This winter has seen record prices for UK power and frequent alerts about supply shortages as the National Grid scrambles to avoid blackouts. All this despite the country still being under the same lockdown with restrictions that caused plunges in demand in spring and summer.
Here at Hartree Solutions, we’ve been following the market’s every move providing insights, analysis and warnings of upcoming supply shortages that ultimately led to some extraordinary prices and volatile swings.
The day-ahead price of UK power surged to just under £1,500 on January 12th on the N2EX auction1, which is the highest price ever recorded. This comes against a backdrop of a winter in which the Grid has already been forced to issue six urgent calls for suppliers to provide extra capacity with much of winter still ahead of us.
We have long disagreed with the National Grid’s assumption5 of peak demand falling by 4% this winter and have expressed our concerns that the UK was more vulnerable to blackouts than their modelling suggested. Far from falling, peak winter demand this season first surpassed last year’s level on December 7th before climbing further to reach a fresh high earlier this month.
With the wind now making up a much larger proportion of the UK’s energy supply, at times of low wind the UK is much more vulnerable to periods of tight supply margin, something we have seen played out numerous times already this winter.
In early November, we witnessed National Grid issue two notification of insignificant system margins on consecutive days. Yet even at the peak of this apparent supply crisis with wind contributing the lowest amount of power for 17 days, 12.5% of that wind was curtailed by the system operator. In fact, payments to constrain wind farms in November reached a new record, totalling over £49m and adding up to £220m for the year to date2.
This counterintuitive action is the function of a system that still favours price over carbon when deciding the order in which to acquire power supplies. That’s why we’re calling for the UK to widen its priorities and consider the carbon impacts when balancing the system.
Throughout that unusual period in November, we were providing blow-by-blow analysis of the developing picture (on Twitter), including the switching on of rarely used gas turbines, with our forecasts proving accurate. We also made some interesting observations as the UK entered its second lockdown. Our granular analysis identified an unexpected 200MW demand bump at 10:27 pm on November 4th as people enjoyed ‘tea and toast’ after returning home from their last evening of freedom!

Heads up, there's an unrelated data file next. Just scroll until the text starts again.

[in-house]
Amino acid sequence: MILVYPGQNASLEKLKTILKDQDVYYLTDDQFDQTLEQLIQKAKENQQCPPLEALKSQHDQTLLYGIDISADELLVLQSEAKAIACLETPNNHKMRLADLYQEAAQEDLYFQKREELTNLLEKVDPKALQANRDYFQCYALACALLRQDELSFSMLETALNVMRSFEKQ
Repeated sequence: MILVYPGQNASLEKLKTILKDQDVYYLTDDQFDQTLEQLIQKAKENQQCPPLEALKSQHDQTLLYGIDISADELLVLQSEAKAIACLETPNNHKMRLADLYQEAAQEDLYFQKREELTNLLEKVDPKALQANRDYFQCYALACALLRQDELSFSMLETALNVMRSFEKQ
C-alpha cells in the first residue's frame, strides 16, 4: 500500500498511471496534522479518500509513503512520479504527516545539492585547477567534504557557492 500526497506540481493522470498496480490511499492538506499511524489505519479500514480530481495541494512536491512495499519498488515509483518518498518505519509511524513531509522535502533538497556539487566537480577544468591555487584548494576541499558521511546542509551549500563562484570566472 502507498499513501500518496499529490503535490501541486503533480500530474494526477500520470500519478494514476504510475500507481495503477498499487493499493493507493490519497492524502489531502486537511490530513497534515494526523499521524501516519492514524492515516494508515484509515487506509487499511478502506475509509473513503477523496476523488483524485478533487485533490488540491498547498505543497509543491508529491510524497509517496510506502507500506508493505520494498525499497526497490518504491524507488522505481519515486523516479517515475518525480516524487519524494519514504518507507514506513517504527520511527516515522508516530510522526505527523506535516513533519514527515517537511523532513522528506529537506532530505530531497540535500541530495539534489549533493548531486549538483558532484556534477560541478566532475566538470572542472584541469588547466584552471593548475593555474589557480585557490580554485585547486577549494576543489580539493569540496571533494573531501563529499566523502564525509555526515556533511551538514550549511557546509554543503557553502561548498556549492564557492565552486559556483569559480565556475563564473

The market has already thrown up some wild price imbalances this year with Uniper’s Connahs Quay power station being paid £2,750 /MWh on January 8th, which temporarily set the highest imbalance price ever recorded. However, that record lasted a matter of minutes with EDF’s West Burton gas station being paid a scarcely believable £4,000 /MWh and setting the highest imbalance price ever seen. Yet just a couple of days before that Beatrice, a wind farm, paid £781 /MWh to turn off its generation.
2021 has also seen the decoupling of the UK from European power auctions leaving two separate, independent UK day-ahead hourly auctions post-Brexit. These auctions have seen differences of £500 in their results even though they are just 40 minutes apart. The delta between the two, although not as extreme, has continued throughout January and we have been promoting the reimplementation of a single UK auction post-Brexit to spare consumers having to bear the added costs, risks and inefficiencies of having two unnecessary separate auctions.
These extreme power prices have been limited to the UK while neighbouring interconnected markets have shown a limited reaction to the UK’s volatility. While Belgium, France and the Netherlands have been able to enjoy relatively benign prices this winter, the UK’s reliance on interconnector flows has left it more vulnerable to periods of cold weather and low wind generation.
Gas has also endured a volatile few weeks with huge price spikes as cold snaps in Europe and Asia have coincided with LNG liquefaction facilities around the world being plagued by unplanned or extended outages. This has resulted in Asian utilities battling to buy any cargo they can lay their hands on, seemingly irrespective of price. JKM, Asia’s benchmark LNG contract, surged to its highest on record at $32.50/MMBtu while on the physical market, cargoes have been sold at high $30s.
This is in stark contrast to the situation we had in the summer when JKM was below $5/mmbtu. With Asia willing to pay so much for LNG, Europe has had to rely on storage withdrawals for such an elongated period that the very healthy storage levels at the start of winter are fast disappearing. Last week saw prices across Europe rocket amid fears of storage being almost empty, long before the end of the winter.
With so much volatility in the energy markets, Hartree Solutions’ trading expertise can not only protect your company but ensure you benefit in this unprecedented transition to net-zero. By building, owning and operating low-carbon assets, co-located with your business, we guarantee you cheaper, low carbon power with zero capital investment.More Market Insights